There’s a new television broadcast technology called “NextGen TV,” and it promises better picture quality, a signal more resistant to interference, interactive features, and localized emergency alerts.
NextGen TV is an evolution of the current ATSC over-the-air broadcast standard used in North America, and TV stations are already planning for its roll-out. We’ll guide you through what it is and answer key questions about the new tech.
What is ATSC 3.0, and how does it differ?
The new broadcast standard updates the current standard, ATSC 1.0 standard, with a host of new features and technology. It’s based on an IP (Internet Protocol) backbone and attempts to merge broadcast TV with content from the internet.
It uses a more modern compression system to support high-bandwidth streams, which means broadcasters will be able to send 4K UHD signals or cram more high- or standard-definition channels into the same space.
Its promoters also promise better signal reception indoors, which is good news for apartment-dwelling cord cutters, and the interactive functions could bring a new range of services to TV viewers. That said, similar promises were made about interactive TV content in the past. Consumers have shown little appetite for it.
One potentially troubling aspect, and probably a big part of the reason why broadcasters are keen to adopt NextGen TV, is more targeted advertising. Instead of all viewers in a service area getting the same local commercials, advertising will be targeted to specific towns, neighborhoods, and even viewers.
How will ATSC 3.0 impact privacy?
This is a great question, and one that FCC decided it didn’t need to figure out before approving NextGen TV. The specification doesn’t mention details of what information will be recorded and collected by broadcasters, how they will use it, or how they will protect it.
It will probably end up something like internet advertising, but just more annoying. After all, do you really want to see TV commercials for flights to Houston, hiking boots or computer monitors for weeks after you’ve already bought them?
When will NextGen TV be available?
The first broadcasts have already taken place, in Phoenix, Arizona, back in 2018. Broadcasters chose the city as a test market to figure out the technology and how to deploy it.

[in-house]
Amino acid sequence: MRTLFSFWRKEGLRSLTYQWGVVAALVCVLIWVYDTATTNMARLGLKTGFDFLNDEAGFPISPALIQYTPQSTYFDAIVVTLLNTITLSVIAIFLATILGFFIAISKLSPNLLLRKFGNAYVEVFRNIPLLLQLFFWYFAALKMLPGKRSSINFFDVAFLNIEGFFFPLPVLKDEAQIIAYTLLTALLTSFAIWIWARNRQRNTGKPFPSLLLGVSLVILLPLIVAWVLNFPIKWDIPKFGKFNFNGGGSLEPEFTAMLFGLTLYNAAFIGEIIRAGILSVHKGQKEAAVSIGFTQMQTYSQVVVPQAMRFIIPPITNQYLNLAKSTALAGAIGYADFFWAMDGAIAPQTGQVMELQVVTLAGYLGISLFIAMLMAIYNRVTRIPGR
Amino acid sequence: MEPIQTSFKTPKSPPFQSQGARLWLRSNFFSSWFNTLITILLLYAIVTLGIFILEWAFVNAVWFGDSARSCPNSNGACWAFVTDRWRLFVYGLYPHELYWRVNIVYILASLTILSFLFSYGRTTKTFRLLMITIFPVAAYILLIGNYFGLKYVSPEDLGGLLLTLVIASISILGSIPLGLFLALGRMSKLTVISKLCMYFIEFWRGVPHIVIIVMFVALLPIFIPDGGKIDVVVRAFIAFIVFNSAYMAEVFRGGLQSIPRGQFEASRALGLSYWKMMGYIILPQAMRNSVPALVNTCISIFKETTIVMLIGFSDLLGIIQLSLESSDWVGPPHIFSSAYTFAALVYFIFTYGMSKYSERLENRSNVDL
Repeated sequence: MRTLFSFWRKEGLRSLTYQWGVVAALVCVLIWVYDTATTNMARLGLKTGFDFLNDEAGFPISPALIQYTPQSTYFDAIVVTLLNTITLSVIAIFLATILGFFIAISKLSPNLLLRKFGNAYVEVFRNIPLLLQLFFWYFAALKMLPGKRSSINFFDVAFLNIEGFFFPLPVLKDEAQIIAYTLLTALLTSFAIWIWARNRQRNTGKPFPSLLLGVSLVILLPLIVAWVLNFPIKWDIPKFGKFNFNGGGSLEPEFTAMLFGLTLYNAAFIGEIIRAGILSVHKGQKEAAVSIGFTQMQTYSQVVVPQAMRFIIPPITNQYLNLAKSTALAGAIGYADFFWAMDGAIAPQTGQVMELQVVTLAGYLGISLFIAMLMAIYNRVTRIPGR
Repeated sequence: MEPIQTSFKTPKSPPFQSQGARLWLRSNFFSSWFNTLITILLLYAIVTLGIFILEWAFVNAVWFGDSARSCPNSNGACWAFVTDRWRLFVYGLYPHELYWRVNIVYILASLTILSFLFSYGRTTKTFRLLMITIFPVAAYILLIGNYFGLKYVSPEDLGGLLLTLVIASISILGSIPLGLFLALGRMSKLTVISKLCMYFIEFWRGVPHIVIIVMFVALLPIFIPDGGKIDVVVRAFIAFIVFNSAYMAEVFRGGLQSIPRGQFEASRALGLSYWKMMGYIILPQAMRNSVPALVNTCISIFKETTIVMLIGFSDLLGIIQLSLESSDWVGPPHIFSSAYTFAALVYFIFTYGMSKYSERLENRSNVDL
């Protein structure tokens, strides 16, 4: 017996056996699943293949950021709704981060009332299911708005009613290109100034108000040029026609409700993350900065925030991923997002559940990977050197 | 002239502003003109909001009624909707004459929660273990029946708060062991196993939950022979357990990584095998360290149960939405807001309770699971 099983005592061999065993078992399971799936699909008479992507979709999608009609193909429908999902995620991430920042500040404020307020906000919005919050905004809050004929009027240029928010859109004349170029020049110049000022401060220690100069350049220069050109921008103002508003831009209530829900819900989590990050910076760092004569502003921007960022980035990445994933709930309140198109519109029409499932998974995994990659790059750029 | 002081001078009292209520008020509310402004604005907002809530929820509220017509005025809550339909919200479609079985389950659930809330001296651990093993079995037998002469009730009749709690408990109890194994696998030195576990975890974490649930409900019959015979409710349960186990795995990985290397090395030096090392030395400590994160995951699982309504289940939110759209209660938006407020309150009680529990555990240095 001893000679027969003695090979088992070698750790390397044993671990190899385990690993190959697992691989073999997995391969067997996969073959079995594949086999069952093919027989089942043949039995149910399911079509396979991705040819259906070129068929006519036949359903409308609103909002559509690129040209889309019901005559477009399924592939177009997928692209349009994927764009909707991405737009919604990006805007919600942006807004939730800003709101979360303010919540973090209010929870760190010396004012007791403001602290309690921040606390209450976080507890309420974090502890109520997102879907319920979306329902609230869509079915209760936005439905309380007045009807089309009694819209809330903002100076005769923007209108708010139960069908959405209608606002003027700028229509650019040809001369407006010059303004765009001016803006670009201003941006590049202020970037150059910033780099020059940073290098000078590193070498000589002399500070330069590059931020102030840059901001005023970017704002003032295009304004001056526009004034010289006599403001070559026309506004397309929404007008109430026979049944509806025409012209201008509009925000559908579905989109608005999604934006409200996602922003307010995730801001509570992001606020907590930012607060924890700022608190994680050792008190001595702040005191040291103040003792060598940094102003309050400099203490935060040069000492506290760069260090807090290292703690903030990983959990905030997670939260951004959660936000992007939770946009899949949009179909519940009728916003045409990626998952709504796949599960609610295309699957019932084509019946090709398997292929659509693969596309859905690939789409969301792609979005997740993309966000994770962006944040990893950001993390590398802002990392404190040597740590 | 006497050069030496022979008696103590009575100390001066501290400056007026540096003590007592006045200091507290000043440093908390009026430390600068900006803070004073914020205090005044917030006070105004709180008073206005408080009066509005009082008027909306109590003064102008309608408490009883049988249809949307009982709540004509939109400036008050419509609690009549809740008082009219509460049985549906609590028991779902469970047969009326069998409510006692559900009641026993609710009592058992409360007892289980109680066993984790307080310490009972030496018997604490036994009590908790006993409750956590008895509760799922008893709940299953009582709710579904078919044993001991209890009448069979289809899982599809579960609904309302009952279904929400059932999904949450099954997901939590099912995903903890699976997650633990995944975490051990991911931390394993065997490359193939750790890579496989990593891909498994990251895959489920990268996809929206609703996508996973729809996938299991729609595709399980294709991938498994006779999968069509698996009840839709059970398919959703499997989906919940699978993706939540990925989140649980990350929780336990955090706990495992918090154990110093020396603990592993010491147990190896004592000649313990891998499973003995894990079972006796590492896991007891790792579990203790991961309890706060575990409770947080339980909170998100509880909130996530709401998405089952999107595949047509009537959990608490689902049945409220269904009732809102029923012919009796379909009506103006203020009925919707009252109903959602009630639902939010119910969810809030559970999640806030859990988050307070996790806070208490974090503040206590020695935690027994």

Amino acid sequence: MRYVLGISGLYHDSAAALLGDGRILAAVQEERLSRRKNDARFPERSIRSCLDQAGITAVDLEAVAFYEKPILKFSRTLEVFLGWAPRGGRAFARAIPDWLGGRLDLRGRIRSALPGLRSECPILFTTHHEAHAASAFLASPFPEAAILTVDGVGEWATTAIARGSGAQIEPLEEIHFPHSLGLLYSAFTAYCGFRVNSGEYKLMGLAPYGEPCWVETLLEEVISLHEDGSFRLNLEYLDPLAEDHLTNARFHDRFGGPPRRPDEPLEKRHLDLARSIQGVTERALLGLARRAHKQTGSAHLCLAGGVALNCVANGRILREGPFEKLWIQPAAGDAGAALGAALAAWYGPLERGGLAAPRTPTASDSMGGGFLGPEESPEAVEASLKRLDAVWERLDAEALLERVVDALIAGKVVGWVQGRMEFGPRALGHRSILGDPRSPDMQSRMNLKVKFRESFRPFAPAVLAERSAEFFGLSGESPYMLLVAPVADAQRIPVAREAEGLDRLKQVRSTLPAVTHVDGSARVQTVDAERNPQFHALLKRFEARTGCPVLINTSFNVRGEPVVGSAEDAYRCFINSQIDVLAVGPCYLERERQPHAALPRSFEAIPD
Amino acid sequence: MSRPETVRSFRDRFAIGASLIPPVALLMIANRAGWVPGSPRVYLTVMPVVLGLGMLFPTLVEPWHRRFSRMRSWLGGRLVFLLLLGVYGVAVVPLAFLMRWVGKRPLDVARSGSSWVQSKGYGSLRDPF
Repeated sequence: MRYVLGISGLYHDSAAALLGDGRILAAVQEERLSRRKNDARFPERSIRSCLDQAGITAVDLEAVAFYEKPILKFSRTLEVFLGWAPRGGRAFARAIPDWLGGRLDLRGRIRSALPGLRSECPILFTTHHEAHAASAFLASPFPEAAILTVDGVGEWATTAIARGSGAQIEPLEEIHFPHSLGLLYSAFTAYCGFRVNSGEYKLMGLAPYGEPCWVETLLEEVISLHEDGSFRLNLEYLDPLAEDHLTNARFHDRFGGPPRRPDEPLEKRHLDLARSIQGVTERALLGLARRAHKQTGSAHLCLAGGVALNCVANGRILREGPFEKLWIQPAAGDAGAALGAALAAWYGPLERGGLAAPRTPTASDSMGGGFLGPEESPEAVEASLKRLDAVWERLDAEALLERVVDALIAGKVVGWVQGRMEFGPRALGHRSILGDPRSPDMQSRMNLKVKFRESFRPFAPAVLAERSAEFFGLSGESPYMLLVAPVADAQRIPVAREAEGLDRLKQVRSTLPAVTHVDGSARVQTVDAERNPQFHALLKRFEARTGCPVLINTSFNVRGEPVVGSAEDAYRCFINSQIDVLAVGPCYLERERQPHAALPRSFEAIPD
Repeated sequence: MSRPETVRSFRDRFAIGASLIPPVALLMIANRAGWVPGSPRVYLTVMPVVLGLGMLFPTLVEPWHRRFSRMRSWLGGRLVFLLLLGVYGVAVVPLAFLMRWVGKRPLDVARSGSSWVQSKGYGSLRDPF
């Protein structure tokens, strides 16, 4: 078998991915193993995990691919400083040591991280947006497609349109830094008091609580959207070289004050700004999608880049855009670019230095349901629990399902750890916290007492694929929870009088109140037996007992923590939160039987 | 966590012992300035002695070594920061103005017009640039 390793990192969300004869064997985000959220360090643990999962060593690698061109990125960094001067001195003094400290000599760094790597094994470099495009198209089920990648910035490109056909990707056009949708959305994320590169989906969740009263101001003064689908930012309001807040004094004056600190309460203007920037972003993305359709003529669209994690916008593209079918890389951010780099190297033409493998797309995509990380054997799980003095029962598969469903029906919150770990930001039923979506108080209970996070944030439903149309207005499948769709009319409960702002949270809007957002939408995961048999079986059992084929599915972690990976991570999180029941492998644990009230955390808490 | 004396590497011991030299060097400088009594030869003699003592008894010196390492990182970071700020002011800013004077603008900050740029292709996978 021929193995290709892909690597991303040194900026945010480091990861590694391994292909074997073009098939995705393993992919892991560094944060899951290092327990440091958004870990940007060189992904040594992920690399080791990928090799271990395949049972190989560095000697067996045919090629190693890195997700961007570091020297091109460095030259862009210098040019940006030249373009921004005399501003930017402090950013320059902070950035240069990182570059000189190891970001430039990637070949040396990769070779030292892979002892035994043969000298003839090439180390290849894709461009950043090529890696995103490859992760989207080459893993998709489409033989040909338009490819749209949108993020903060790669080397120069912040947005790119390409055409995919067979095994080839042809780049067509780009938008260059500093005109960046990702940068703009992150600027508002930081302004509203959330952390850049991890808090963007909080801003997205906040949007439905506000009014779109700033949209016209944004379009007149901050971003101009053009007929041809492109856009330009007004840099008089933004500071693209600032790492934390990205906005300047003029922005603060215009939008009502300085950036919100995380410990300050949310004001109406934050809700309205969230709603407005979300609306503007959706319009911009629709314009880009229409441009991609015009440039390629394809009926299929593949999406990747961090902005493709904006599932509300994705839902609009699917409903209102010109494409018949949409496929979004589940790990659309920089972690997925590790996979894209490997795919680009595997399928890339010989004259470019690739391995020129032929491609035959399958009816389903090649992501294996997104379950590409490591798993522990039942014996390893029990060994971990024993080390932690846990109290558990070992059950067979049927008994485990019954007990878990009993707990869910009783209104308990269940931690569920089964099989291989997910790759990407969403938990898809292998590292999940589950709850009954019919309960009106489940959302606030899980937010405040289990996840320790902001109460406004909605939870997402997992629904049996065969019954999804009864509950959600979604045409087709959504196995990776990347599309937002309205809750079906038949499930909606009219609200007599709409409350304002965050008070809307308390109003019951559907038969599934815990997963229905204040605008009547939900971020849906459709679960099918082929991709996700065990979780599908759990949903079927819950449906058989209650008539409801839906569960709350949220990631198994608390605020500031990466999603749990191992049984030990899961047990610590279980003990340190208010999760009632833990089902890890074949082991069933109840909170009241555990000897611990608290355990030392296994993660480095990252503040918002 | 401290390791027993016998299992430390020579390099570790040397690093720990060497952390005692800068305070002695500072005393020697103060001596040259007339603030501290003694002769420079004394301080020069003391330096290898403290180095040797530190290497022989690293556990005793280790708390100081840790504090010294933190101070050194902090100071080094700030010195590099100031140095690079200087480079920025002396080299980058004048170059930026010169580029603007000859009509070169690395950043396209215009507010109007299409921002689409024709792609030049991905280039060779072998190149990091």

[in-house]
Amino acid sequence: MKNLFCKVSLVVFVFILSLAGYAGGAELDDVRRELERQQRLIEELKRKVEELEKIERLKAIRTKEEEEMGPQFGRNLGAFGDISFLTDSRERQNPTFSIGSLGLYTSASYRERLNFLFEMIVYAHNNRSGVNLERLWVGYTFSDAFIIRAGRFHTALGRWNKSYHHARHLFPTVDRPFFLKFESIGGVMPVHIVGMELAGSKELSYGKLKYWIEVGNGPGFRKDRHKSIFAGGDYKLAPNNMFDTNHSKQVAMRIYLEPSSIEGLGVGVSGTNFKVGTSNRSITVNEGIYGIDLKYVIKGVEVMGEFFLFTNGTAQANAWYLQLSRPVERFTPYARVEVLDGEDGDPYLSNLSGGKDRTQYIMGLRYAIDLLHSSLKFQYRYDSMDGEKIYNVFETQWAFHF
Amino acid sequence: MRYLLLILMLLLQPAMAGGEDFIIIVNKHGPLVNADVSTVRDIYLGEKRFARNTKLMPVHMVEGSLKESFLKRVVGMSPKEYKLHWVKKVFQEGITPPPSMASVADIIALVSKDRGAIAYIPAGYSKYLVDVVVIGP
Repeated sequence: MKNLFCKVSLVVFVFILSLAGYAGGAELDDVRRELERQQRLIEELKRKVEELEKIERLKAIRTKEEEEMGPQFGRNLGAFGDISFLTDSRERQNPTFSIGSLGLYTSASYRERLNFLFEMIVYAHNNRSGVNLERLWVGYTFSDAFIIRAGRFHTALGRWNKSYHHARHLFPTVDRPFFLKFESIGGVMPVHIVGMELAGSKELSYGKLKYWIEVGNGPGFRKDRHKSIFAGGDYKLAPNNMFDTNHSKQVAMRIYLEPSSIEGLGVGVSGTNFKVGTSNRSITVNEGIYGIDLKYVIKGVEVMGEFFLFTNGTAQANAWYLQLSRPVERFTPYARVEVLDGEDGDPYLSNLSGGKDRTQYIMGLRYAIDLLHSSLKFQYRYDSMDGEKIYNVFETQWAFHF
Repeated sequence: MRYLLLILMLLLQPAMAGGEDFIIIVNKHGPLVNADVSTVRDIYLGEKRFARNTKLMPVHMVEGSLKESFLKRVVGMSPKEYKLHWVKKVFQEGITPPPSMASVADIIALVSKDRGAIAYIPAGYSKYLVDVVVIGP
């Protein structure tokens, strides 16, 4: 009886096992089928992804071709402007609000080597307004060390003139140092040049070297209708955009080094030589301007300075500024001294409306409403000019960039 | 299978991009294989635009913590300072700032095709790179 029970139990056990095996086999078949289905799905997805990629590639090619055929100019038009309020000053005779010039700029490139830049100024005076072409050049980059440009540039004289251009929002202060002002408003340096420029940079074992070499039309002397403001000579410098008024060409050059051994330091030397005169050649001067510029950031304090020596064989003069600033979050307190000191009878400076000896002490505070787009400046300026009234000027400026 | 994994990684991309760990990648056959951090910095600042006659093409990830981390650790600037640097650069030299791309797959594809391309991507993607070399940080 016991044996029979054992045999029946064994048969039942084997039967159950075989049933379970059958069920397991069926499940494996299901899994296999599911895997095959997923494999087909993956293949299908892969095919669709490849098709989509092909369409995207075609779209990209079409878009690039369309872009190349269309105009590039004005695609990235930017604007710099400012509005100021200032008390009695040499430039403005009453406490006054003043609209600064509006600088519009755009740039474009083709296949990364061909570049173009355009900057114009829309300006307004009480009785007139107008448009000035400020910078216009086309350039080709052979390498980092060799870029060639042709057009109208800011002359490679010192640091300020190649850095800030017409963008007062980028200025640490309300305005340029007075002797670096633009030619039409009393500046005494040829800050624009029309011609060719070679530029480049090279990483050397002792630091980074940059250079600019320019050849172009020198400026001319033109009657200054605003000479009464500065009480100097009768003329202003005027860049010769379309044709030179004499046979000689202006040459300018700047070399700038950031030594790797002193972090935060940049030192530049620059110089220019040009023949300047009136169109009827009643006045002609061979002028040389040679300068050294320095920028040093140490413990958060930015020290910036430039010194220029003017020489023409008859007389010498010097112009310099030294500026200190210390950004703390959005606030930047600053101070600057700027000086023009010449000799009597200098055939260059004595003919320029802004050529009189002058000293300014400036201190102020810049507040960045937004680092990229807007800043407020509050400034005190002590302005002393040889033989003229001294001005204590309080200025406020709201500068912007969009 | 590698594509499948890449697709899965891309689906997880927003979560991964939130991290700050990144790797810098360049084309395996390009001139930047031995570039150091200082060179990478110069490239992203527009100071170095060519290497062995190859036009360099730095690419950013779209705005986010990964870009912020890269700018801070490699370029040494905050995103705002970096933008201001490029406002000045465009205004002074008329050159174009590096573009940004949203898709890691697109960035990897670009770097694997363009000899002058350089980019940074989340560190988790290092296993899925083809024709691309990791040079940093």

The FCC isn’t giving TV stations new channel space to broadcast ATSC 3.0 and has mandated that ATSC 1.0 signals remain on the air for at least five years, so broadcasters will need to work out transmitter sharing deals. The specifics of those have yet to be decided.
From there, a lot depends on consumer adoption of the technology. That will be influenced by equipment prices and the availability of programming in 4K resolution or the type of interactive fare promised.
South Korea adopted ATSC 3.0 in mid 2017, but the number of 4K programs is still low. This could take some time.
Will I need a new TV or antenna?
NextGen TV will be broadcast on existing TV frequencies, so you won’t need a new antenna. But because it’s a completely new format you will need a new TV or a set-top converter box (cable subscribers will get something from their cable company).
At present, very few TVs available for sale today have ATSC 3.0 tuners, and unlike the analog-to-digital conversion, the government doesn’t plan to subsidize the cost of converter boxes.
The five-year simulcasting window should mean viewers with TV antennas don’t lose access to major networks, although the transmitter-sharing deals might result in some sub-channels being dropped. How exactly this all works is yet to be decided and could be a city-by-city decision.
One potentially troubling part of the simulcast plan is that it doesn’t require TV stations to keep signals on the air at the same quality. If NextGen TV takes off, viewers without new TVs or converters could see existing over-the-air channels switch to lower resolutions and higher compression to make more bandwidth available for ATSC 3.0 signals. Watch this space.
Martyn Williams produces technology news and product reviews in text and video for PC World, Macworld, and TechHive from his home outside Washington D.C.. He previously worked for IDG News Service as a correspondent in San Francisco and Tokyo and has reported on technology news from across Asia and Europe.